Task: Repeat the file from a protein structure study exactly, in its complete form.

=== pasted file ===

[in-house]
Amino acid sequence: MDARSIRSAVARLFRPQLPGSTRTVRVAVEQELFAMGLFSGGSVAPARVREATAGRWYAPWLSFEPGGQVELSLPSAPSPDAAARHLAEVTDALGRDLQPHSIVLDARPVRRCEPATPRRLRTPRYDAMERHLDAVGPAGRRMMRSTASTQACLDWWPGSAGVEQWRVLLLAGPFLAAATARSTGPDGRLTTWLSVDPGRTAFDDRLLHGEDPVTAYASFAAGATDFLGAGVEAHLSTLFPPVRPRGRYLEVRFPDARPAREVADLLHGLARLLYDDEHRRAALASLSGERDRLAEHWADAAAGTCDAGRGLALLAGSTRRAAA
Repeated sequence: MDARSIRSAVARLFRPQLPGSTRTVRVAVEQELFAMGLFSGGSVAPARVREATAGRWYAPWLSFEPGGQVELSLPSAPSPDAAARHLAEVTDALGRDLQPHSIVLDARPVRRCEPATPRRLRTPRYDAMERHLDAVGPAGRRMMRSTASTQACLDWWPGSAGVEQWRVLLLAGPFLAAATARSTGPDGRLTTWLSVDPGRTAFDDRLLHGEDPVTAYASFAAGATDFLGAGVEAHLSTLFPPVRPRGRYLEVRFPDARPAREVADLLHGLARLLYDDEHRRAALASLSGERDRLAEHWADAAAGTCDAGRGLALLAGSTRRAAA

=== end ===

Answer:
[in-house]
Amino acid sequence: MDARSIRSAVARLFRPQLPGSTRTVRVAVEQELFAMGLFSGGSVAPARVREATAGRWYAPWLSFEPGGQVELSLPSAPSPDAAARHLAEVTDALGRDLQPHSIVLDARPVRRCEPATPRRLRTPRYDAMERHLDAVGPAGRRMMRSTASTQACLDWWPGSAGVEQWRVLLLAGPFLAAATARSTGPDGRLTTWLSVDPGRTAFDDRLLHGEDPVTAYASFAAGATDFLGAGVEAHLSTLFPPVRPRGRYLEVRFPDARPAREVADLLHGLARLLYDDEHRRAALASLSGERDRLAEHWADAAAGTCDAGRGLALLAGSTRRAAA
Repeated sequence: MDARSIRSAVARLFRPQLPGSTRTVRVAVEQELFAMGLFSGGSVAPARVREATAGRWYAPWLSFEPGGQVELSLPSAPSPDAAARHLAEVTDALGRDLQPHSIVLDARPVRRCEPATPRRLRTPRYDAMERHLDAVGPAGRRMMRSTASTQACLDWWPGSAGVEQWRVLLLAGPFLAAATARSTGPDGRLTTWLSVDPGRTAFDDRLLHGEDPVTAYASFAAGATDFLGAGVEAHLSTLFPPVRPRGRYLEVRFPDARPAREVADLLHGLARLLYDDEHRRAALASLSGERDRLAEHWADAAAGTCDAGRGLALLAGSTRRAAA